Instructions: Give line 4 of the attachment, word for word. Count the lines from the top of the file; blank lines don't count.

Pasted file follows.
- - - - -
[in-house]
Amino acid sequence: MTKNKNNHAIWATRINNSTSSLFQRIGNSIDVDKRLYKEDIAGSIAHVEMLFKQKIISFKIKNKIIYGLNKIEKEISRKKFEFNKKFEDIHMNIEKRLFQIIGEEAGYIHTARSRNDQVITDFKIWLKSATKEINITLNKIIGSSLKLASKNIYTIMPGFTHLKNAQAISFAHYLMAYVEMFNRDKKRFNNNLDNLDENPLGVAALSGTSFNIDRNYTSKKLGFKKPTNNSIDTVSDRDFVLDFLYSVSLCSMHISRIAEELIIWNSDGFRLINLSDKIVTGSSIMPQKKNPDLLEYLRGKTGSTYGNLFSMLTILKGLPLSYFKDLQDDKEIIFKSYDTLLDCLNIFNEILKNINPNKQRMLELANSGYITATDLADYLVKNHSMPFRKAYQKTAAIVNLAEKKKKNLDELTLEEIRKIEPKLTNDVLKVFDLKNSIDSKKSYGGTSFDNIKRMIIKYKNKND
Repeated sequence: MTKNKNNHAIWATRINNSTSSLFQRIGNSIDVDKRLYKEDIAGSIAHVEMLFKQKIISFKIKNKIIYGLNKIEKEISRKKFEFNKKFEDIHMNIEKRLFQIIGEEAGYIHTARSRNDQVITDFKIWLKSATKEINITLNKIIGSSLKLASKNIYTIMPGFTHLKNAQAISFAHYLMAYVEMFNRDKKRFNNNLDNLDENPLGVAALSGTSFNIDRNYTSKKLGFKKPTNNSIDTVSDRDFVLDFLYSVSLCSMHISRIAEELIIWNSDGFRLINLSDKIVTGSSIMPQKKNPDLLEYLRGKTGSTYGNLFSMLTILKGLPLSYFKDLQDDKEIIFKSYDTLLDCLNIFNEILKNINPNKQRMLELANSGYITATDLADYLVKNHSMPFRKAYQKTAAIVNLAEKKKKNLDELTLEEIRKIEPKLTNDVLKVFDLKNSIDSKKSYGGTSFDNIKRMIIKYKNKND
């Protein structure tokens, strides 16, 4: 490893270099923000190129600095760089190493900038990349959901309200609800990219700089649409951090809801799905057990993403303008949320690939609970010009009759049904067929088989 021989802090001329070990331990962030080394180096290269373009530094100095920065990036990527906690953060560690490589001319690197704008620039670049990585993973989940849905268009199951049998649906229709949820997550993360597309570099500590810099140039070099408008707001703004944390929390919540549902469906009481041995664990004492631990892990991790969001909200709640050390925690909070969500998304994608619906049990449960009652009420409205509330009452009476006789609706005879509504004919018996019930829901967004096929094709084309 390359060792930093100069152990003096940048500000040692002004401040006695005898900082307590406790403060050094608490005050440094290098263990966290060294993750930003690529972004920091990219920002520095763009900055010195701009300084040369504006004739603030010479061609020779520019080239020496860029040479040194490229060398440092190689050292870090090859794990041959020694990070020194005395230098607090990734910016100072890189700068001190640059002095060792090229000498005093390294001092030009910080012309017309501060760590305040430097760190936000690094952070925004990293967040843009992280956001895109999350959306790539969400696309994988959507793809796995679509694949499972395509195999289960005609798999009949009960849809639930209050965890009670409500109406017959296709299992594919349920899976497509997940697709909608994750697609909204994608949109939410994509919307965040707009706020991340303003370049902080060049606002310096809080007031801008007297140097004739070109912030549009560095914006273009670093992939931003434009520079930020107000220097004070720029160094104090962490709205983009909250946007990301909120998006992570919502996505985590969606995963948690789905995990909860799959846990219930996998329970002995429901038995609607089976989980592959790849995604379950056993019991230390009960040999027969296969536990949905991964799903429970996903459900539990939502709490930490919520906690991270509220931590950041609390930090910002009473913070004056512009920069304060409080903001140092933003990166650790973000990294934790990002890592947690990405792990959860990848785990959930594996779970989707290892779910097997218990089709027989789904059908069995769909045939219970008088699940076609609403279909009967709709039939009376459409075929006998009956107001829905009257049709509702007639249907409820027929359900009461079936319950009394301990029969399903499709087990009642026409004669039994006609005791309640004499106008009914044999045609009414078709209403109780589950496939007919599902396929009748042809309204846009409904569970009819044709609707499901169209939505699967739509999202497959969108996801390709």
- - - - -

């Protein structure tokens, strides 16, 4: 490893270099923000190129600095760089190493900038990349959901309200609800990219700089649409951090809801799905057990993403303008949320690939609970010009009759049904067929088989 021989802090001329070990331990962030080394180096290269373009530094100095920065990036990527906690953060560690490589001319690197704008620039670049990585993973989940849905268009199951049998649906229709949820997550993360597309570099500590810099140039070099408008707001703004944390929390919540549902469906009481041995664990004492631990892990991790969001909200709640050390925690909070969500998304994608619906049990449960009652009420409205509330009452009476006789609706005879509504004919018996019930829901967004096929094709084309 390359060792930093100069152990003096940048500000040692002004401040006695005898900082307590406790403060050094608490005050440094290098263990966290060294993750930003690529972004920091990219920002520095763009900055010195701009300084040369504006004739603030010479061609020779520019080239020496860029040479040194490229060398440092190689050292870090090859794990041959020694990070020194005395230098607090990734910016100072890189700068001190640059002095060792090229000498005093390294001092030009910080012309017309501060760590305040430097760190936000690094952070925004990293967040843009992280956001895109999350959306790539969400696309994988959507793809796995679509694949499972395509195999289960005609798999009949009960849809639930209050965890009670409500109406017959296709299992594919349920899976497509997940697709909608994750697609909204994608949109939410994509919307965040707009706020991340303003370049902080060049606002310096809080007031801008007297140097004739070109912030549009560095914006273009670093992939931003434009520079930020107000220097004070720029160094104090962490709205983009909250946007990301909120998006992570919502996505985590969606995963948690789905995990909860799959846990219930996998329970002995429901038995609607089976989980592959790849995604379950056993019991230390009960040999027969296969536990949905991964799903429970996903459900539990939502709490930490919520906690991270509220931590950041609390930090910002009473913070004056512009920069304060409080903001140092933003990166650790973000990294934790990002890592947690990405792990959860990848785990959930594996779970989707290892779910097997218990089709027989789904059908069995769909045939219970008088699940076609609403279909009967709709039939009376459409075929006998009956107001829905009257049709509702007639249907409820027929359900009461079936319950009394301990029969399903499709087990009642026409004669039994006609005791309640004499106008009914044999045609009414078709209403109780589950496939007919599902396929009748042809309204846009409904569970009819044709609707499901169209939505699967739509999202497959969108996801390709």